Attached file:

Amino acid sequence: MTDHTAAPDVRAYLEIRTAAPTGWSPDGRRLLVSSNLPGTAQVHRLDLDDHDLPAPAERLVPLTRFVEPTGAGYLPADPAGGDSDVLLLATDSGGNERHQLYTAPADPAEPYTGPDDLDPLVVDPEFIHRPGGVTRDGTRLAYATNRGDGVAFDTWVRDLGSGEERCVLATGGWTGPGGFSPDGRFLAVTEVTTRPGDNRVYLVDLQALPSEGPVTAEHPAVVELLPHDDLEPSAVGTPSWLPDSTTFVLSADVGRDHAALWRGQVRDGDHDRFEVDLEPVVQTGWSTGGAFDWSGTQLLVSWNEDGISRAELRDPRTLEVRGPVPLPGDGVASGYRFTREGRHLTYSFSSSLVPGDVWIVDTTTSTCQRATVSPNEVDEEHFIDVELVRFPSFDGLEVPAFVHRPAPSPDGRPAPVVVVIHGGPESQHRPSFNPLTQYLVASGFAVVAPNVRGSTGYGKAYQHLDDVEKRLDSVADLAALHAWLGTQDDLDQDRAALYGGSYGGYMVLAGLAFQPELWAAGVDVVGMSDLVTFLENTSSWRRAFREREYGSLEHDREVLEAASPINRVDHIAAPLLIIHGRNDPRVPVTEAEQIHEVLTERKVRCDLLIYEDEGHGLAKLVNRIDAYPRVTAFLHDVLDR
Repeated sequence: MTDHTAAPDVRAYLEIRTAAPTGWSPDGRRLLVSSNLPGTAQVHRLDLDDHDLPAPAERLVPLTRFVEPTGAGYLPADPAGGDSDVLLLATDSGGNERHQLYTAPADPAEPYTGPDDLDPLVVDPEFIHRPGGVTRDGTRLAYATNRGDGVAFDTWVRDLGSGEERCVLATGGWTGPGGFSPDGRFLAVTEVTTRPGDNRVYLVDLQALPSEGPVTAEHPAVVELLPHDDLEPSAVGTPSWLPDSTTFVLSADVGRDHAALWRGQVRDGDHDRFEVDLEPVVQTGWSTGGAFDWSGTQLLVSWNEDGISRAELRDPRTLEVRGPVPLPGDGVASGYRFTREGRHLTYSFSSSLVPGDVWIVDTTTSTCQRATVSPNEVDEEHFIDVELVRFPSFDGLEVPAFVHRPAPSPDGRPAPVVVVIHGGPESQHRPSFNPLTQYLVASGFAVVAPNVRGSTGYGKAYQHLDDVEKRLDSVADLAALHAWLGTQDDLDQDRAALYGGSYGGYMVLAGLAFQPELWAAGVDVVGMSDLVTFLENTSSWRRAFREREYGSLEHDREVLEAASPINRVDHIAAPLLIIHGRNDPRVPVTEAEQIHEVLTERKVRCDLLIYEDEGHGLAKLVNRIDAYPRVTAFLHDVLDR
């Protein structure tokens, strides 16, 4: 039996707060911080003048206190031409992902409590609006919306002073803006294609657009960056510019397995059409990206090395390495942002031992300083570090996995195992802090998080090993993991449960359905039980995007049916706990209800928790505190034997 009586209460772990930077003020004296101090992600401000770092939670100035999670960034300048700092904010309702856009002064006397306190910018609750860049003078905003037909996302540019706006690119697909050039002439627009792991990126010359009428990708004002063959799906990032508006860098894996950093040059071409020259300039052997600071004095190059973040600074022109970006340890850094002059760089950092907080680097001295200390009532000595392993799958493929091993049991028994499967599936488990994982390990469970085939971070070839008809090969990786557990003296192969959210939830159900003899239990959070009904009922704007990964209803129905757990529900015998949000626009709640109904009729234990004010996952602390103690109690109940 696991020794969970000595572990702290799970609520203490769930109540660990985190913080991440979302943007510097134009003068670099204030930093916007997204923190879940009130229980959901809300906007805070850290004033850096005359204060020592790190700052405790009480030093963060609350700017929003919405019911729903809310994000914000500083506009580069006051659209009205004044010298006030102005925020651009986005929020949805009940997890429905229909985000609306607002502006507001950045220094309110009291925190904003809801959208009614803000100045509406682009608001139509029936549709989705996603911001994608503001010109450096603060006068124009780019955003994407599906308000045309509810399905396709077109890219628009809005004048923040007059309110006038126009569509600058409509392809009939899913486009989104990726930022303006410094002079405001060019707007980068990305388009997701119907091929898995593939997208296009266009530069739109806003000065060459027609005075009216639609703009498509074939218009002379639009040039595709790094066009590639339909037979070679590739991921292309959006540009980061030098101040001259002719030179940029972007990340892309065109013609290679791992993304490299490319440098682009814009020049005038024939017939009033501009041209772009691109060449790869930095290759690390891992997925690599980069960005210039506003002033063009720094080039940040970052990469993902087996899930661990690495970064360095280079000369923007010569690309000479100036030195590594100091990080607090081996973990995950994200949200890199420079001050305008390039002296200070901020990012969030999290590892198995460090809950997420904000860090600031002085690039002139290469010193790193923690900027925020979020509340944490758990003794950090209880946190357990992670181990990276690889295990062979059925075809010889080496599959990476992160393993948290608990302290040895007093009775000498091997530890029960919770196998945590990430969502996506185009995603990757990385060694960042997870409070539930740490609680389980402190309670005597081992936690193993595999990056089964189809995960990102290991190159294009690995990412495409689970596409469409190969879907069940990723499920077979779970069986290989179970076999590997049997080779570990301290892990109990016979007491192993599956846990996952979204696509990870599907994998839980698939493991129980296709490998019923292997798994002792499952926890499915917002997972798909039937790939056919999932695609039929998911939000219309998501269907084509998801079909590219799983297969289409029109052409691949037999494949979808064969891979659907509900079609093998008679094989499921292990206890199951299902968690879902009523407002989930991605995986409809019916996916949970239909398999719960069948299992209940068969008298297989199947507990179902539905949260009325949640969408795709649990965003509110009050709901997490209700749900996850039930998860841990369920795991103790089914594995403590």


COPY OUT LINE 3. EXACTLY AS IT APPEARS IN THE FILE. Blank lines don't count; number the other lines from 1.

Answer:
């Protein structure tokens, strides 16, 4: 039996707060911080003048206190031409992902409590609006919306002073803006294609657009960056510019397995059409990206090395390495942002031992300083570090996995195992802090998080090993993991449960359905039980995007049916706990209800928790505190034997 009586209460772990930077003020004296101090992600401000770092939670100035999670960034300048700092904010309702856009002064006397306190910018609750860049003078905003037909996302540019706006690119697909050039002439627009792991990126010359009428990708004002063959799906990032508006860098894996950093040059071409020259300039052997600071004095190059973040600074022109970006340890850094002059760089950092907080680097001295200390009532000595392993799958493929091993049991028994499967599936488990994982390990469970085939971070070839008809090969990786557990003296192969959210939830159900003899239990959070009904009922704007990964209803129905757990529900015998949000626009709640109904009729234990004010996952602390103690109690109940 696991020794969970000595572990702290799970609520203490769930109540660990985190913080991440979302943007510097134009003068670099204030930093916007997204923190879940009130229980959901809300906007805070850290004033850096005359204060020592790190700052405790009480030093963060609350700017929003919405019911729903809310994000914000500083506009580069006051659209009205004044010298006030102005925020651009986005929020949805009940997890429905229909985000609306607002502006507001950045220094309110009291925190904003809801959208009614803000100045509406682009608001139509029936549709989705996603911001994608503001010109450096603060006068124009780019955003994407599906308000045309509810399905396709077109890219628009809005004048923040007059309110006038126009569509600058409509392809009939899913486009989104990726930022303006410094002079405001060019707007980068990305388009997701119907091929898995593939997208296009266009530069739109806003000065060459027609005075009216639609703009498509074939218009002379639009040039595709790094066009590639339909037979070679590739991921292309959006540009980061030098101040001259002719030179940029972007990340892309065109013609290679791992993304490299490319440098682009814009020049005038024939017939009033501009041209772009691109060449790869930095290759690390891992997925690599980069960005210039506003002033063009720094080039940040970052990469993902087996899930661990690495970064360095280079000369923007010569690309000479100036030195590594100091990080607090081996973990995950994200949200890199420079001050305008390039002296200070901020990012969030999290590892198995460090809950997420904000860090600031002085690039002139290469010193790193923690900027925020979020509340944490758990003794950090209880946190357990992670181990990276690889295990062979059925075809010889080496599959990476992160393993948290608990302290040895007093009775000498091997530890029960919770196998945590990430969502996506185009995603990757990385060694960042997870409070539930740490609680389980402190309670005597081992936690193993595999990056089964189809995960990102290991190159294009690995990412495409689970596409469409190969879907069940990723499920077979779970069986290989179970076999590997049997080779570990301290892990109990016979007491192993599956846990996952979204696509990870599907994998839980698939493991129980296709490998019923292997798994002792499952926890499915917002997972798909039937790939056919999932695609039929998911939000219309998501269907084509998801079909590219799983297969289409029109052409691949037999494949979808064969891979659907509900079609093998008679094989499921292990206890199951299902968690879902009523407002989930991605995986409809019916996916949970239909398999719960069948299992209940068969008298297989199947507990179902539905949260009325949640969408795709649990965003509110009050709901997490209700749900996850039930998860841990369920795991103790089914594995403590």